One of the reasons the comparison is specious is that some exposures are voluntary, others aren’t. Australian academic Prof. Barry Brook said in the aftermath of the Fukushima disaster: “People don’t understand that they live in an environment that is awash with radiation and they make decisions every day which affect their radiation dose ‒ they hop on an airplane or eat a banana or sit close to the TV.” True ‒ but people choose to hop on an airplane or eat a banana or sit close to the TV, whereas radiation doses from nuclear plants and nuclear accidents are usually involuntary.

Another reason why the comparison made by ‘Nuclear for Climate’ is specious is that it ignores spikes in radioactive emissions during reactor refueling. Radiation biologist Dr Ian Fairlie notes that when nuclear reactors are refueled, a 12-hour spike in radioactive emissions exposes local people to levels of radioactivity up to 500 times greater than during normal operation. The spikes may explain infant leukemia increases near nuclear plants − but operators provide no warnings and take no measures to reduce exposures.

The comparison between bananas and nuclear power plants also ignores the spike in emissions and radiation doses following catastrophic accidents. So, what’s the Banana Equivalent Dose (yes, that’s a thing) of the Chernobyl and Fukushima disasters?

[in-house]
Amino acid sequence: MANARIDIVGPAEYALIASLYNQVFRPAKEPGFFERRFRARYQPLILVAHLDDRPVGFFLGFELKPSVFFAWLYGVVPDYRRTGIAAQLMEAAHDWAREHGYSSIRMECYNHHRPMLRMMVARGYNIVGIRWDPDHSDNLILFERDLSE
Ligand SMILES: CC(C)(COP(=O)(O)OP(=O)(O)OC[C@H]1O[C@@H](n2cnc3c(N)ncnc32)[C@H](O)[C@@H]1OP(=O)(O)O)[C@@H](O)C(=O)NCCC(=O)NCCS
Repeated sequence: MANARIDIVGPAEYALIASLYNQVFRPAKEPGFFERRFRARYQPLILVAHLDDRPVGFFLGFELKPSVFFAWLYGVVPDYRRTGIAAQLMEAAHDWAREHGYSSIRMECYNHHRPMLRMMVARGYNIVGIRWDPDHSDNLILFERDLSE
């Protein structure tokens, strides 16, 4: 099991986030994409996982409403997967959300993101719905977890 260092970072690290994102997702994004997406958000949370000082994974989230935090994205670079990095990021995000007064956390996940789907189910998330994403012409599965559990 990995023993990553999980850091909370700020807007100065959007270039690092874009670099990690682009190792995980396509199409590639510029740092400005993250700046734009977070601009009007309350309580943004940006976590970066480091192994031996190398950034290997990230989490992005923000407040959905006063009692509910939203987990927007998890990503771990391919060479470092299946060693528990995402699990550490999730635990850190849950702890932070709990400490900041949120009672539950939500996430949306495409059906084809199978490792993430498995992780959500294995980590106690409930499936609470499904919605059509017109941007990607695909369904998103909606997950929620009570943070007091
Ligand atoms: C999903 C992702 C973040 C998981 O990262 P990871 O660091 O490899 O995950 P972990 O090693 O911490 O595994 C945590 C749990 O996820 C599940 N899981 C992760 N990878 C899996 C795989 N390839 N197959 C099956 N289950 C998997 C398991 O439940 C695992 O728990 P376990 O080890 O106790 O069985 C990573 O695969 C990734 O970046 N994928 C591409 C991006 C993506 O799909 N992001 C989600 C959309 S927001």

According to the International Atomic Energy Agency (IAEA), the collective effective dose from Chernobyl was 600,000 person-Sieverts. The UN Scientific Committee on the Effects of Atomic Radiation estimates radiation exposure from the Fukushima disaster at 48,000 person-Sieverts.

Combined, exposure from Chernobyl and Fukushima is estimated at 648,000 person-Sieverts. Exposure from eating a banana is estimated at between 0.09-2.3 microSieverts. Let’s use a figure of 0.1 microSievert per banana. Thus, exposure from Chernobyl and Fukushima equates to 6,480,000,000,000 Banana Equivalent Doses ‒ that’s 6.48 trillion bananas or, if you prefer, 6.48 terabananas or 6,480 gigabananas.

End-to-end, that many 15-cm (6-inch) bananas would stretch 972 million kilometres ‒ far enough to reach the sun 6.5 times over, or the moon 2,529 times over.

Potassium cycle

Another reason the comparison made by ‘Nuclear for Climate’ is specious is explained by Dr Gordon Edwards from the Canadian Coalition for Nuclear Responsibility: